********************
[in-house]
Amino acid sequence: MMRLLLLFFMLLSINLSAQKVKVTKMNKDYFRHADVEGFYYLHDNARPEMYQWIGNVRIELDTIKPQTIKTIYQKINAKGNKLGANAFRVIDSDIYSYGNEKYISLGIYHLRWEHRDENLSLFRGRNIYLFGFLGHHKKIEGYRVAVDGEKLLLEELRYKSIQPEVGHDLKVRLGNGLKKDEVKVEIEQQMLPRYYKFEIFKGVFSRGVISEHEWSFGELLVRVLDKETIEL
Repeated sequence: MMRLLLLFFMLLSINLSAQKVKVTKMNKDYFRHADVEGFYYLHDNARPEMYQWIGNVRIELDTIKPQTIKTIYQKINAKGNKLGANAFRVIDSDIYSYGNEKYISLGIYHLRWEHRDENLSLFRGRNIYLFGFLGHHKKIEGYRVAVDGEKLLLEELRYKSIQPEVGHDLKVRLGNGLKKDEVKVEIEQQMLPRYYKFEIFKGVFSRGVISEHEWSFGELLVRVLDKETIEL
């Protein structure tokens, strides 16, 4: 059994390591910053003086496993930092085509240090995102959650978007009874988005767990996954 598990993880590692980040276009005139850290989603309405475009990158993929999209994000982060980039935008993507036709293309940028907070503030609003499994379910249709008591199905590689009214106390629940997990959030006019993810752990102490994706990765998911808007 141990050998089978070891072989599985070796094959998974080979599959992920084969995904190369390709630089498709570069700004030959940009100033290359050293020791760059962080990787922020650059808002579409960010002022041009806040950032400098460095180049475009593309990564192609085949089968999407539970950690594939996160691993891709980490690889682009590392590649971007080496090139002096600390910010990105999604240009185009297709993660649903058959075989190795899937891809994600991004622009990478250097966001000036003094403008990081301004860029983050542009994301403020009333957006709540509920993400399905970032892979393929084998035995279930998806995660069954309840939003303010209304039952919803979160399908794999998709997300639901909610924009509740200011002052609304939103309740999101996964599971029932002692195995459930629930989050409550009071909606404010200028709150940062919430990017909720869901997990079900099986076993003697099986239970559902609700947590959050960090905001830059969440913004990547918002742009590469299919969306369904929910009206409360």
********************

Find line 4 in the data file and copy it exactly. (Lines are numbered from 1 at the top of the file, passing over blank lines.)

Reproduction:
């Protein structure tokens, strides 16, 4: 059994390591910053003086496993930092085509240090995102959650978007009874988005767990996954 598990993880590692980040276009005139850290989603309405475009990158993929999209994000982060980039935008993507036709293309940028907070503030609003499994379910249709008591199905590689009214106390629940997990959030006019993810752990102490994706990765998911808007 141990050998089978070891072989599985070796094959998974080979599959992920084969995904190369390709630089498709570069700004030959940009100033290359050293020791760059962080990787922020650059808002579409960010002022041009806040950032400098460095180049475009593309990564192609085949089968999407539970950690594939996160691993891709980490690889682009590392590649971007080496090139002096600390910010990105999604240009185009297709993660649903058959075989190795899937891809994600991004622009990478250097966001000036003094403008990081301004860029983050542009994301403020009333957006709540509920993400399905970032892979393929084998035995279930998806995660069954309840939003303010209304039952919803979160399908794999998709997300639901909610924009509740200011002052609304939103309740999101996964599971029932002692195995459930629930989050409550009071909606404010200028709150940062919430990017909720869901997990079900099986076993003697099986239970559902609700947590959050960090905001830059969440913004990547918002742009590469299919969306369904929910009206409360």